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Indiana Governor Ashbel Parsons Willard (1820 - 1860)
Ashbel Parsons Willard
Governor of Indiana
January 12, 1857-October 4, 1860
Artist: George W. Morrison, American, 1820-1893
oil on canvas, 36 1/4 x 29 1/8 (92.1 x 74.0)
Signed l.l. at base of column: G. W. Morrison Pinxt
ASHBEL WILLARD was born in New York, educated at Hamilton College, and then studied law. He moved to Michigan, to Texas, and then settled in Kentucky. Willard, a Democrat, spoke in New Albany, Indiana, while campaigning for James Polk in the 1844 presidential campaign, and the citizens were so impressed with him that they asked him to settle there. He moved to New Albany in 1845 and practiced law. He served in the Indiana House of Representatives (1850-1851), and in 1852 was elected lieutenant governor on the Democratic ticket with Joseph Wright. Willard was only thirty-six years old when he defeated Oliver P. Morton in the 1856 election for governor. Willard's administration was plagued with problems with the legislature, and he was forced to borrow money to pay the interest on the state's debt. A heavy drinker with longstanding health problems, in 1860 Willard, in a vain effort to regain his health, went to Minnesota where he died in October. He was the first of Indiana's chief executives to die in office.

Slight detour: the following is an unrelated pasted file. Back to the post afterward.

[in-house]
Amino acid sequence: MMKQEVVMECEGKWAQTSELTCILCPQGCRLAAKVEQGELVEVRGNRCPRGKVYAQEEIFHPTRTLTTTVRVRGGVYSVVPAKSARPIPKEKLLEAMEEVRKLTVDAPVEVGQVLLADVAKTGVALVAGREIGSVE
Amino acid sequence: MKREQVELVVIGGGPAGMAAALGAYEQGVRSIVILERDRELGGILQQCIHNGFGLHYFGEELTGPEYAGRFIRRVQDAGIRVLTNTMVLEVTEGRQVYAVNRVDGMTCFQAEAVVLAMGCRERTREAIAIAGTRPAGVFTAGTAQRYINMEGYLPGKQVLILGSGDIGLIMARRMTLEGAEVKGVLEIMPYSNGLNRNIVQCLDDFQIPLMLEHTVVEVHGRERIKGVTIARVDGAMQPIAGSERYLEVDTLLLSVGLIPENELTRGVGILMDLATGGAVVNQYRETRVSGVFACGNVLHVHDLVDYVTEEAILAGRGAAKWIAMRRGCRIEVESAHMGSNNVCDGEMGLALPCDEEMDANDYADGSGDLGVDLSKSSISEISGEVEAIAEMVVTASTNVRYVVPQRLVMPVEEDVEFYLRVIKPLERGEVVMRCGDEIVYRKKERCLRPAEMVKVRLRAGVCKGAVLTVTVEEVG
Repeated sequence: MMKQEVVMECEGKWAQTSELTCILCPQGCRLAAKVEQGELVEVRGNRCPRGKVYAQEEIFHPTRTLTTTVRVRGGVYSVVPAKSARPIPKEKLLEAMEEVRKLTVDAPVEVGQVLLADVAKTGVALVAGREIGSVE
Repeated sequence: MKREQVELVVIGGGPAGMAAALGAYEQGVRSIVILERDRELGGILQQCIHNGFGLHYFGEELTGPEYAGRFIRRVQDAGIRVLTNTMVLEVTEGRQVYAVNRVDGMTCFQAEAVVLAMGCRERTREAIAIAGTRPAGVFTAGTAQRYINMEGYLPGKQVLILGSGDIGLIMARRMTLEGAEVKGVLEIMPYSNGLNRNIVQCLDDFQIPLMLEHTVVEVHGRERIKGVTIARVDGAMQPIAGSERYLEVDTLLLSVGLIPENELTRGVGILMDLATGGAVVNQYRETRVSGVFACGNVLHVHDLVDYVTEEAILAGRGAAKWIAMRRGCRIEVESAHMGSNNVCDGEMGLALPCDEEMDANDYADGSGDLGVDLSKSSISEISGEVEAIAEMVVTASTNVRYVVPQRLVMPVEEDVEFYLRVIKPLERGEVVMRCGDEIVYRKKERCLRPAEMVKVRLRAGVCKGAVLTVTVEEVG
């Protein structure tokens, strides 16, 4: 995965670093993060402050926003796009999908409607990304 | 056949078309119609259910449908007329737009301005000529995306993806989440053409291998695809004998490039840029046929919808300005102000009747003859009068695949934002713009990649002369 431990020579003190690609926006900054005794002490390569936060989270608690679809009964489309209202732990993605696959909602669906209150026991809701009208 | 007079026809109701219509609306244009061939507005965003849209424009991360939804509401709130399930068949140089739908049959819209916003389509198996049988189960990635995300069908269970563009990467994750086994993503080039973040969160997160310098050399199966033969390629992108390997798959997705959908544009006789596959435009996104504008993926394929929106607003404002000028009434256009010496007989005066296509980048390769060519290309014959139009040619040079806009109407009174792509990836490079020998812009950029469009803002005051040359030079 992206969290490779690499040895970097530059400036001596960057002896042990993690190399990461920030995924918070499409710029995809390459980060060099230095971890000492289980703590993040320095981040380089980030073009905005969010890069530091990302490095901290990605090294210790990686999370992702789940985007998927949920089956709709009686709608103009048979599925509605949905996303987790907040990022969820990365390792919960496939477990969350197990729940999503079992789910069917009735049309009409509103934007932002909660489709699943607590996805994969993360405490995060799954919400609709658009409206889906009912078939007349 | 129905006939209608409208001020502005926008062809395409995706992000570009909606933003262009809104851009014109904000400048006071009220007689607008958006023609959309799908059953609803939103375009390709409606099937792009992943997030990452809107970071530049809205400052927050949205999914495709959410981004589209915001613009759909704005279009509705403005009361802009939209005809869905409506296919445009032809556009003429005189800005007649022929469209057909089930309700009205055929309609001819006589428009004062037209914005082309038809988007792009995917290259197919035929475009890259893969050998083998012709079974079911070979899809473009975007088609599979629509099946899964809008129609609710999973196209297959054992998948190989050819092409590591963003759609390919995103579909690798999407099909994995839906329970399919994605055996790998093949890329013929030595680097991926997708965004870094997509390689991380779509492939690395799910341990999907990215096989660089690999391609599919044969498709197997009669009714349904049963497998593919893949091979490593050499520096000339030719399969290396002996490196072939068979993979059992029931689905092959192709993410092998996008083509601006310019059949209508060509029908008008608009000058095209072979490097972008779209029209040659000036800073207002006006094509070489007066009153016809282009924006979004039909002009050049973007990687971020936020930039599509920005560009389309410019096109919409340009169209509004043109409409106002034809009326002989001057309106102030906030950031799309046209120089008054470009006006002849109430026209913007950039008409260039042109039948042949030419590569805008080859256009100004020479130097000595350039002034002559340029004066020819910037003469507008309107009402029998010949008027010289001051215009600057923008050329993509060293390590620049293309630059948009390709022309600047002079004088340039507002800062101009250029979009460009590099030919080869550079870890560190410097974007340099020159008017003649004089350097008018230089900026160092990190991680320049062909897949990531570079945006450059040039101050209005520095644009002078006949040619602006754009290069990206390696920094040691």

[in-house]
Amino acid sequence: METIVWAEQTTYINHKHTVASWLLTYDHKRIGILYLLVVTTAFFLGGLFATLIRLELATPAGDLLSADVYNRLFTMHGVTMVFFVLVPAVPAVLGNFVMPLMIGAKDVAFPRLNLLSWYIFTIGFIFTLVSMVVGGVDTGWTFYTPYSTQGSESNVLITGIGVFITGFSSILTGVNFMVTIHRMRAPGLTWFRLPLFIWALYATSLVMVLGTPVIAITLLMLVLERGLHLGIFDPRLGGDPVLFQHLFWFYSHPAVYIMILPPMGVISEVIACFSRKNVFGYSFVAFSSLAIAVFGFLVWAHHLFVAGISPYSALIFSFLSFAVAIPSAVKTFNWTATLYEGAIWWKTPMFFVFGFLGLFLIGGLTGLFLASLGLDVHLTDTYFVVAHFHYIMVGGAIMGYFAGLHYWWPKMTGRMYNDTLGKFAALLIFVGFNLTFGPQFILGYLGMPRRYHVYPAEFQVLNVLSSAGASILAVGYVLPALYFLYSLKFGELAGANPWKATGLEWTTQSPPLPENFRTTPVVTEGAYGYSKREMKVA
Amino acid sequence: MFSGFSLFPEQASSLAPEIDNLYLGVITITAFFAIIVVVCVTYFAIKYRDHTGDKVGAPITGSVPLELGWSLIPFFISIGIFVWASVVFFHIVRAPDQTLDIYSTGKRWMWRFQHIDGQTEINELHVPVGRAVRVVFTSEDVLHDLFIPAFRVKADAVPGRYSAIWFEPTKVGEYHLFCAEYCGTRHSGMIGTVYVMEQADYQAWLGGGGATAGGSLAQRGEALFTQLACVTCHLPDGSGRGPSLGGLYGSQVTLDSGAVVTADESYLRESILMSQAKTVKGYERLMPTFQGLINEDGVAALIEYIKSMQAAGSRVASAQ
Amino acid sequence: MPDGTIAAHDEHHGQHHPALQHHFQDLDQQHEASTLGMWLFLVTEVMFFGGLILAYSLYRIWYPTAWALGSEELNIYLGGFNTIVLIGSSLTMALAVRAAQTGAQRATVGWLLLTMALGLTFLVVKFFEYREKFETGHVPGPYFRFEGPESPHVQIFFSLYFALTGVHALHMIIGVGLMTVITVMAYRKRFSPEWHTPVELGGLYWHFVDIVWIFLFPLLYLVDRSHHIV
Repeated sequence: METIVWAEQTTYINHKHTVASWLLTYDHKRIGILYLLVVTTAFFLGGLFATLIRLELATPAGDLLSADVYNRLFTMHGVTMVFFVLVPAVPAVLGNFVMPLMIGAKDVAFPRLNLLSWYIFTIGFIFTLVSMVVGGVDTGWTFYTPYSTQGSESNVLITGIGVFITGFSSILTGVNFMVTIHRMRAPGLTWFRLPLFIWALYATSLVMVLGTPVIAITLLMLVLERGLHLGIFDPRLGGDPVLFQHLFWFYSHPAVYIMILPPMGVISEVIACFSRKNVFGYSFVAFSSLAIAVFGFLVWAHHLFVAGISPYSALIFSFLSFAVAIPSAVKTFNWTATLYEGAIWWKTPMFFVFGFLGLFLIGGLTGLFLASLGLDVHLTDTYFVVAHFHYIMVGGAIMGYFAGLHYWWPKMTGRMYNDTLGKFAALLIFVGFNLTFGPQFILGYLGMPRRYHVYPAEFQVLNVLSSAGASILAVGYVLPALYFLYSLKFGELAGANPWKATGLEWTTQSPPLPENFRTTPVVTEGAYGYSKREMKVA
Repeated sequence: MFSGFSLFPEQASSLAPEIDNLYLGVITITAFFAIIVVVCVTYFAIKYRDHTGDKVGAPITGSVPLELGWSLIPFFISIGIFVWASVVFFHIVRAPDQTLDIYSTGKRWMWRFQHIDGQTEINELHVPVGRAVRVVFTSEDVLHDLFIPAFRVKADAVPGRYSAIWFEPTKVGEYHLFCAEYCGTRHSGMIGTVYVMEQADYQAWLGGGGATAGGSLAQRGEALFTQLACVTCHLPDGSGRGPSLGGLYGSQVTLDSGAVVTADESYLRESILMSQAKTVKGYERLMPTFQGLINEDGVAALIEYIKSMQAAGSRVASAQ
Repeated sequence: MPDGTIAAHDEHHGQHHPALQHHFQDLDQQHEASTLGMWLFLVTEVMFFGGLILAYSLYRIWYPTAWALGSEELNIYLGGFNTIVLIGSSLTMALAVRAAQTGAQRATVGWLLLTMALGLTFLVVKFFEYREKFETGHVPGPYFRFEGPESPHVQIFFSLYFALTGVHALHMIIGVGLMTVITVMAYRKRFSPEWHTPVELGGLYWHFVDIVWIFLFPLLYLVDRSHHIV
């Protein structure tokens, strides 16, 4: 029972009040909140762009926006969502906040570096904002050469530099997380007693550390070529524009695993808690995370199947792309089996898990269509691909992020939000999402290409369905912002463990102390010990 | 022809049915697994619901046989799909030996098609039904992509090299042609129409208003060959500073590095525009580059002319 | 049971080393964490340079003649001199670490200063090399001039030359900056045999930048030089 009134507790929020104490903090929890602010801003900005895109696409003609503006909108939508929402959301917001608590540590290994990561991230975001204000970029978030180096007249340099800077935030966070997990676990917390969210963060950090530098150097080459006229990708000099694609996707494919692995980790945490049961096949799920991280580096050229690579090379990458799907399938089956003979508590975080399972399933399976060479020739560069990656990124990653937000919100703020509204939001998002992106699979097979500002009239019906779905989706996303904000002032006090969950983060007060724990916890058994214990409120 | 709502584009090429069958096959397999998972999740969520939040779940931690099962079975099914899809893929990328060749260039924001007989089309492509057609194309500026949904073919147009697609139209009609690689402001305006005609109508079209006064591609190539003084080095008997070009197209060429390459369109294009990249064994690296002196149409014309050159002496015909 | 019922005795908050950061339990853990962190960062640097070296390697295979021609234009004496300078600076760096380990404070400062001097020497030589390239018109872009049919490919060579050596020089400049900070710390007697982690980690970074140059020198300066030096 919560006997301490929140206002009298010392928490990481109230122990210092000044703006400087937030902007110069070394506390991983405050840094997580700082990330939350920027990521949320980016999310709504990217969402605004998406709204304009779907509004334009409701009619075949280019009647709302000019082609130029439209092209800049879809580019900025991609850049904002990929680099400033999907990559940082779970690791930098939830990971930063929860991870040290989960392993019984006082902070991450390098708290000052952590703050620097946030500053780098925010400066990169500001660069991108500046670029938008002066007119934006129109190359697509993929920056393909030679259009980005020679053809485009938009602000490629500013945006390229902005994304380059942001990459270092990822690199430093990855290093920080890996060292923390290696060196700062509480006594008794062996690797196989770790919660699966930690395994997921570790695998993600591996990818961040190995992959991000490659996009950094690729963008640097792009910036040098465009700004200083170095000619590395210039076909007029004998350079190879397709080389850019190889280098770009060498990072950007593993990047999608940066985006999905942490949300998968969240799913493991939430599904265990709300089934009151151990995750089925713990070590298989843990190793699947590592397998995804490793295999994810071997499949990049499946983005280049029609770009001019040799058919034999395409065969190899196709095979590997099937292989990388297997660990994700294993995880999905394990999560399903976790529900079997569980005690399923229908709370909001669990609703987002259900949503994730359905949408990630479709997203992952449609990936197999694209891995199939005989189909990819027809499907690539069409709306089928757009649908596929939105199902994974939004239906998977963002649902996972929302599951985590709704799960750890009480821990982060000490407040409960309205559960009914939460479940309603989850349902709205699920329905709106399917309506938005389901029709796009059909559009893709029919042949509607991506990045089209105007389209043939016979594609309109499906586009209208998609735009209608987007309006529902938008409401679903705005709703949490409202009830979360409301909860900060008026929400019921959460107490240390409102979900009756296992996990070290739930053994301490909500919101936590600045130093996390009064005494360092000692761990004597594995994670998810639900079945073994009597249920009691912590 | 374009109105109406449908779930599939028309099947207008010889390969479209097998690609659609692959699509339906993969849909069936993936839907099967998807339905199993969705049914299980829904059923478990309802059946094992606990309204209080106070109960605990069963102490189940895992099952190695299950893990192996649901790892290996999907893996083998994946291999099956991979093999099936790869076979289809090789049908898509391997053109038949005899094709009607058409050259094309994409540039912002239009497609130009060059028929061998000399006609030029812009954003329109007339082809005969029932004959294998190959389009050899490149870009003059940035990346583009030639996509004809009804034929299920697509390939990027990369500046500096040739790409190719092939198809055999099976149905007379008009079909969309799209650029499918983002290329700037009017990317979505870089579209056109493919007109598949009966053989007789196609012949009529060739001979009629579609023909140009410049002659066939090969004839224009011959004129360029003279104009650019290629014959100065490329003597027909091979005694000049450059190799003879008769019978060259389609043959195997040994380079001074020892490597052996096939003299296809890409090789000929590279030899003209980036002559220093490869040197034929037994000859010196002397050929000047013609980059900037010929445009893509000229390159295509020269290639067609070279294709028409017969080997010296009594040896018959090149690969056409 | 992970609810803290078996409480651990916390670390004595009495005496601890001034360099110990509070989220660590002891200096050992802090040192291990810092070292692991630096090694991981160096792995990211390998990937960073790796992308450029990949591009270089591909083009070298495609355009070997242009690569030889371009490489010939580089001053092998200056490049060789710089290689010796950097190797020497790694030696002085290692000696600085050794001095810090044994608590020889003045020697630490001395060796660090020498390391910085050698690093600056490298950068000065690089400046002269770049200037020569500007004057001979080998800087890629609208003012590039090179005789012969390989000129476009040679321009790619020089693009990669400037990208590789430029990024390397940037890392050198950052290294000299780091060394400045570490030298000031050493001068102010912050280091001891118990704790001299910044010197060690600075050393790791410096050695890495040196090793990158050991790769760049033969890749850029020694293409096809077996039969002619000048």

Handsome, red-haired, blue-eyes, Willard was indisputably a charismatic figure and a man of tremendous charm and force. His abilities as a campaigner were extraordinary, his oratorical powers pre-eminent. In 1854 the Western Democratic Review described him as "the best popular orator in the United States."
Source: Peat, Wilbur D. Portraits and Painters of the Governors of Indiana 1800-1978. Revised, edited and with new entries by Diane Gail Lazarus, Indianapolis Museum of Art. Biographies of the governors by Lana Ruegamer, Indiana Historical Society. Indianapolis: Indiana Historical Society and Indianapolis Museum of Art, 1978.